We should not accept mental illness-related shootings as inevitable and should debate solutions. We should also acknowledge that all solutions will have evidentiary problems. Good programs shouldn’t be conflated with weak programs. To do de-escalation right, oversight and funding are necessary. State or regional authorities need to exercise some oversight over programs’ quality. Many de-escalation proponents emphasize the importance of a community-orientation, which points in the direction of local control. But localism can’t get in the way of program integrity. A community should not be allowed to decide on a superficial de-escalation program. Sending a handful of cops to a daylong mental health first aid course shouldn’t count as de-escalation. Ideally, the training should consist of a full 40 hour week course for cops with at least a few years of patrol experience. Special teams should be selected for dispatch purposes based on officers’ interest and dedication.
The training itself doesn’t necessarily need to cost very much. Some highly-regarded de-escalation training programs use mainly volunteer instructors. But a de-escalation program with integrity allows patrol officers to spend two hours resolving a single call if that’s how long it takes. In the 2019 documentary Ernie & Joe: Crisis Cops, de-escalation officers in San Antonio do check-in visits with people months after assisting them on a 911 crisis call. Communities should reconcile themselves to longer response times to non-mental health crisis calls if that allows for more resources to dedicate to de-escalation. Slashing a police budget to make a political point, even if it does not directly affect de-escalation training proper, could do deep harm, indirectly, by preventing officers from dedicating the time they need to use the training.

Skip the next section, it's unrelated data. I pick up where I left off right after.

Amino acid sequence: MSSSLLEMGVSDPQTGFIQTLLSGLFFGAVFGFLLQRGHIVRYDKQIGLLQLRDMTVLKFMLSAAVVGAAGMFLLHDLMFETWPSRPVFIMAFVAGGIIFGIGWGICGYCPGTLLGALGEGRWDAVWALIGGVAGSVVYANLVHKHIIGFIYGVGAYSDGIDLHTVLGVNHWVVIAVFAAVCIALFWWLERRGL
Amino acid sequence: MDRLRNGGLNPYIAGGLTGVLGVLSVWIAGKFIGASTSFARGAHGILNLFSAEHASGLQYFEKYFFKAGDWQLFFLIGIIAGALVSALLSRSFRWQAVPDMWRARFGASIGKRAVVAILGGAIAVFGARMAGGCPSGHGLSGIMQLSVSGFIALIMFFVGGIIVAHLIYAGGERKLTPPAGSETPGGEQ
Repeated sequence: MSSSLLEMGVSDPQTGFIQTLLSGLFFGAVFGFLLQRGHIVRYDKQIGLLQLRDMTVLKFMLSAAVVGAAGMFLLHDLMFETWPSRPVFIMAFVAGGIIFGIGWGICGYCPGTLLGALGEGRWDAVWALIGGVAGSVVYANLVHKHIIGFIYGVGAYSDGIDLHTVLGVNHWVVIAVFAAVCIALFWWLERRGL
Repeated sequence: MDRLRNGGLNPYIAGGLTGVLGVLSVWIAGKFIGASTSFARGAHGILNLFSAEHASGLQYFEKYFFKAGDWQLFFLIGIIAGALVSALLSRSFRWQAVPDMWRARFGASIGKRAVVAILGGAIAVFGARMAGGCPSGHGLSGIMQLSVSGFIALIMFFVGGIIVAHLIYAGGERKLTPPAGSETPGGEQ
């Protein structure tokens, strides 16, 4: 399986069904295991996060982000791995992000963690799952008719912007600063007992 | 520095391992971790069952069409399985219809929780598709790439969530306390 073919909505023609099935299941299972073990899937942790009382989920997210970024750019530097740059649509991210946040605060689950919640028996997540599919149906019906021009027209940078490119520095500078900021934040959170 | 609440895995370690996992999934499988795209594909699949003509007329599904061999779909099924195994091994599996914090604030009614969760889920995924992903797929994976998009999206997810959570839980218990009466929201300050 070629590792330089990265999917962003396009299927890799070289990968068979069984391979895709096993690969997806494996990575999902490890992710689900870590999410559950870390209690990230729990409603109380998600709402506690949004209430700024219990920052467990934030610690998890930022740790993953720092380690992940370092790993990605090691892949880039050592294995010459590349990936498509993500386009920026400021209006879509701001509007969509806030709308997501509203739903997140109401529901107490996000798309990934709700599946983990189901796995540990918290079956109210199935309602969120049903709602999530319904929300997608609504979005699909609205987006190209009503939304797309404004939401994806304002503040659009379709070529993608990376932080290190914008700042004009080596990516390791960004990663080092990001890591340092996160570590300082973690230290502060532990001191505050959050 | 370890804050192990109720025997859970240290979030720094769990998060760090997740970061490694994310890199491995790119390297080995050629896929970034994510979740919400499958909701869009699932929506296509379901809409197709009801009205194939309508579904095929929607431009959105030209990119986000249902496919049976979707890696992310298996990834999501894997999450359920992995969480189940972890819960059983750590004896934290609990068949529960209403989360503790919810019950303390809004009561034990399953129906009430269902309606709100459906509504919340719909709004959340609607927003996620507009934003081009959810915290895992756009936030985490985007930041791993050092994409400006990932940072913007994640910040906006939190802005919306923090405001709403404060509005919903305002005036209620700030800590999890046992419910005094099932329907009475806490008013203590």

De-escalation’s about owning the idea that police work is social work. We must reject the idea promulgated by an unholy alliance of progressives and pro-cop traditionalists that police should only focus on “serious” crime. The mental health reform debate needs the involvement of people from criminal justice. Because that’s who deals with the hardest cases: beat cops in midtown Manhattan, staff at jails and prisons, judges and district attorneys. Instead of taking the attitude of “step aside, cops, real social workers will take it from here,” de-escalation engages the police in the mental health reform debate. Mental health reform should be left to the experts, but cops are the experts. Recognizing that helps to define the challenge and point towards solutions.
This piece originally appeared at RealClearPolicy
Stephen Eide is a senior fellow at the Manhattan Institute and contributing editor of City Journal.